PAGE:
Academy Award Theater – Kitty Foyle. 460406

  • Yes, “Free, white and 21” was a common expression in those days meaning that one was unhampered by any restrictions. I don’t know that anyone ever thought deeply about it though. It was one of many expressions that were used without thinking about the implications.

    • Keith

      I meet all those qualifications as well. Free and as unhampered, or as much as anybody. I guess it’s the race aspect that bugs me about that particular figure of speach. Though I was raised in a home where certain relatives had strong opinions about persions of color. I never could figure it out. It never made sense to me. I guess I’m just wierd that way.

      But then again… White could mean purity. Pure in spirit and intentions. Hmm… I like that definition better. It actually holds up better than pressing it into a racial issue, and makes it applicable to anybody, of any walk of life. .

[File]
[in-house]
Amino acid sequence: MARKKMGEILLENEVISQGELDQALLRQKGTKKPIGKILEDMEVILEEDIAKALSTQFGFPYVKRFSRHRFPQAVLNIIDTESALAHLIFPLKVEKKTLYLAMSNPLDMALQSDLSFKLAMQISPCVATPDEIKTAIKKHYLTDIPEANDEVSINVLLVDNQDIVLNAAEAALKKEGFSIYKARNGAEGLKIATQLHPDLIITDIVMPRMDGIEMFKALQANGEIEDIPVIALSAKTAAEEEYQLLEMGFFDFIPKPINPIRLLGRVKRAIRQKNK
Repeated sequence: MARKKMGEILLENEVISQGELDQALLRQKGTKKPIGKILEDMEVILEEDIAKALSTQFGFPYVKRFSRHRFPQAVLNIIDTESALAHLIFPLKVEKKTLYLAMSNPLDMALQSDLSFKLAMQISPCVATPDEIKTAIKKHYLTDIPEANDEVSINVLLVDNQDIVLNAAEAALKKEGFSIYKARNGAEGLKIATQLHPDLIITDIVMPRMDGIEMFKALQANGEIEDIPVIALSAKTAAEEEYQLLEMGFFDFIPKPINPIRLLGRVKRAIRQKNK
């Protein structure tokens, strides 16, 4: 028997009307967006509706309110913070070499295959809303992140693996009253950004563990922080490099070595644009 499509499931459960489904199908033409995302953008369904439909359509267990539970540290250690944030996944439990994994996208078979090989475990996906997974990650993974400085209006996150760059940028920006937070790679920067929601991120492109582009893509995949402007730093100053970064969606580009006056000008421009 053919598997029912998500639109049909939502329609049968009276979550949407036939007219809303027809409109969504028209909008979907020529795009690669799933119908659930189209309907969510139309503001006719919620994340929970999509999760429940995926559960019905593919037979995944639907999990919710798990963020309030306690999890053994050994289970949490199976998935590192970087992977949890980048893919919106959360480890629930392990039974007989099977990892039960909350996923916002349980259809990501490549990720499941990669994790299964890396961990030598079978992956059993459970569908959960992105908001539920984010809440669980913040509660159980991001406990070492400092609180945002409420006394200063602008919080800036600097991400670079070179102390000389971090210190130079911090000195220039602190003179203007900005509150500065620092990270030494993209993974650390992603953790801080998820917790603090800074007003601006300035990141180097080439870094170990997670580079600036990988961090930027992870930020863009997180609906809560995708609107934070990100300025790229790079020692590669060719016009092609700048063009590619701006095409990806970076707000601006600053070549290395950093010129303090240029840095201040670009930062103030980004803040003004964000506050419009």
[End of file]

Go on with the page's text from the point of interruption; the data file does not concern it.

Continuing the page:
Confusion over figures of speech… Just call me Abner Peabody. Well… I grannies! I do know!

      • Buck Benny

        Well said Keith, I too have always been uncomfortable with this phrase. The other phrase I could never understand was when you helped someone they would say “mighty white of you.” Did that mean what it sounds like?

        • Keith

          With the strong racial feelings of certain relatives of mine, I’m sure they meant it along those racial lines.

          However, it’s also used among people of non-white races. I asked a friend about that once and he said he uses the phrase, “that’s mighty white of you” all the time. To him, white took the angle of purity. Doing something out of honesty, or friendship, or sincerity.